I sometimes get off my bike to look at the perspective below. There are just a couple hundred yards when you can see the dramatic difference between these last foothills of the Cevennes, the last bit of the Massif Central, before the flatter wine country takes over all the way to the Med. Although of course there were vines all along the route. That gorge in the background, near the pointy rocky mountains, which I might have told you about, is a local tourist attraction. Gorge d’Heric. Check out a few photos. http://fr.wikipedia.org/wiki/Gorges_d’Héric If one has visitors and they can walk, that is a world class walk. Small, but you get the feeling of “a dramatic gorge”. You can walk 6k, on a easy narrow road, to a kind of semi-abandoned hamlet, repopulated a bit with “outside type people”, who run a B and B.
Looking back at the Gorge d’Heric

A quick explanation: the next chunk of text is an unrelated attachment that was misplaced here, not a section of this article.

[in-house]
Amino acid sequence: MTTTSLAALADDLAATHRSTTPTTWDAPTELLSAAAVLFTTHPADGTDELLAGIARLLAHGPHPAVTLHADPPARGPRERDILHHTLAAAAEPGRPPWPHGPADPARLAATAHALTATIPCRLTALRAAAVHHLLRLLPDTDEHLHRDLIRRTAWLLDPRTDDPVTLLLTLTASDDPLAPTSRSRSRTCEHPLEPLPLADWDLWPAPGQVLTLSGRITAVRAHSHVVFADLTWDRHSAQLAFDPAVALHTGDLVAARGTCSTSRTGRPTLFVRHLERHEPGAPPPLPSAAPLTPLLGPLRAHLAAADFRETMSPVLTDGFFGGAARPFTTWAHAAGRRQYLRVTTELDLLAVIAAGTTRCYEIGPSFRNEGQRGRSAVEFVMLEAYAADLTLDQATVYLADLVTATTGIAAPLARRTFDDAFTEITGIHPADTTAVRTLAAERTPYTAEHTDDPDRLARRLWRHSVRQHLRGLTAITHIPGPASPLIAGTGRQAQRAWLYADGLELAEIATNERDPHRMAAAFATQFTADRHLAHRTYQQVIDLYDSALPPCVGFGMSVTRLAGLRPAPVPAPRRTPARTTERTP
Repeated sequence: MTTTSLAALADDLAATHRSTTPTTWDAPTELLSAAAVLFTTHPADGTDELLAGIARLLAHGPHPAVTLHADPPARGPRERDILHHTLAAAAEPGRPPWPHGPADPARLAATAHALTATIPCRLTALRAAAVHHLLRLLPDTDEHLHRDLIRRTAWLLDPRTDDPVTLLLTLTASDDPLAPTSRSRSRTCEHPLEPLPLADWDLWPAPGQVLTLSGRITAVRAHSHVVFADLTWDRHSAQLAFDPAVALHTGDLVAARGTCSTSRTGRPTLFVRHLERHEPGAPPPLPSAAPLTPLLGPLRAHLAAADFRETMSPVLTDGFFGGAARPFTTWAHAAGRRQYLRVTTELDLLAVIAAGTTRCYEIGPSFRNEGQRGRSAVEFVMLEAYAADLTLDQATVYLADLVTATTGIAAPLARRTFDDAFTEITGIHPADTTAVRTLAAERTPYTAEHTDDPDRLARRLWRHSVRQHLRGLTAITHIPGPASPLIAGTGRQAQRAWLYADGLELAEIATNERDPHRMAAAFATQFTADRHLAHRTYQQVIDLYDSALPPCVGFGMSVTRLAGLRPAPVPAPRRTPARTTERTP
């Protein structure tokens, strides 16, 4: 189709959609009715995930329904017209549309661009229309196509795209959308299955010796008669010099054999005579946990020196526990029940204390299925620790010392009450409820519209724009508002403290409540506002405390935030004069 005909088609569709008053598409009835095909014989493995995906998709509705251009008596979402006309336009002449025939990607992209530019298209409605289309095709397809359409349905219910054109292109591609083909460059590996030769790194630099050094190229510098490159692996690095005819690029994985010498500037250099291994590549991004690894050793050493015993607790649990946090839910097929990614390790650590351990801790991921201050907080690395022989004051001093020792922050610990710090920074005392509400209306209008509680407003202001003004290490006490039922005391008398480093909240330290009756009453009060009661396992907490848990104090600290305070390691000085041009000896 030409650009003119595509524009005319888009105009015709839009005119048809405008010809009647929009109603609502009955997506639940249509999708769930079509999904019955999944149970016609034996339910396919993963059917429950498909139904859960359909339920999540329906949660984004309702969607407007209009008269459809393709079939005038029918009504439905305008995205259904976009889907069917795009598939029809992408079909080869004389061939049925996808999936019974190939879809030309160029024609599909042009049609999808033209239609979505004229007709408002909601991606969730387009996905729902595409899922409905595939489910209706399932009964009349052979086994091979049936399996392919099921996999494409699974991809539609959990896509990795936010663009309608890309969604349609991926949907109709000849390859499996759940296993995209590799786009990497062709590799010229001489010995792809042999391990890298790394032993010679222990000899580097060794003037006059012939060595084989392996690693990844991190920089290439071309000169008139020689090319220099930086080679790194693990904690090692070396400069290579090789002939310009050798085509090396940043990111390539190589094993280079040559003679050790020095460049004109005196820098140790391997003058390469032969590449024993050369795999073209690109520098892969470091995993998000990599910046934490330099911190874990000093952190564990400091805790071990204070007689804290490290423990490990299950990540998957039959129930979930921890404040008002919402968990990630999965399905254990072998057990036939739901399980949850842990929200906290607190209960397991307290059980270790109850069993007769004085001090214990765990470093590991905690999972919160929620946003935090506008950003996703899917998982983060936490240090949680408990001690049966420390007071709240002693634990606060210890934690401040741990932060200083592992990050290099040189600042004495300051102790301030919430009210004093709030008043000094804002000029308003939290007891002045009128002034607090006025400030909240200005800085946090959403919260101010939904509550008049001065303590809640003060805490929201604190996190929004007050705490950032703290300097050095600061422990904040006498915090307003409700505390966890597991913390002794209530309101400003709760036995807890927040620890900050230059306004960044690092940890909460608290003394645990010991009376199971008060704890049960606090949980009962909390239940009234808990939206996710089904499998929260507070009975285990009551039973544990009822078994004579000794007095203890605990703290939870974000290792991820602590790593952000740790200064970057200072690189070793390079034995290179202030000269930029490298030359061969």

Sometime coasting a bit, sometime working a bit, you eventually get down that valley to Roquebrun. The valley starts to get flatter near Roquebrun. Roquebrun is another place you take visitors, especially if they like nice views, a lovely micro climate, lots of mimosa trees, and a huge Mediterranean Garden that nearly everyone likes to wander about in. Google Roquebrun. Five or six years ago, before some of my medical problems happened, I could ride further, and make a full circle back to Bedarieux taking one of the two other roads leading out of Roquebrun. I think that would end up about 90k. Not ready for that yet, but it is a lovely ride. More of the very rolling roads. I always like the cafe in Roquebrun, although I notice there is more than one competitor growing up. If you sit in it, you can see the arrivals and departures of everyone in all three directions. Excellent location. Today I had a coffee, and headed home. No need for pix, I had enough, so I rode back almost without stopping. Low gear, no stress. I was already a little tired, knew that it would not be that great riding back. There is a very slight uphill bit soon after you leave Roquebrun. If that is a piece of cake, just press harder or drop one gear, then the road back will be fine. It was actually a bit harder than I remember. Riding back a little whacked is a fine experience, no complaints. But its not quite the fun when you are just gliding along. I think George Hincapie is quoted as calling that “no chain”. Instead, I frequently wished I lived just around the next curve and would be home. I prefer feeling relatively fresh, if honourably tired.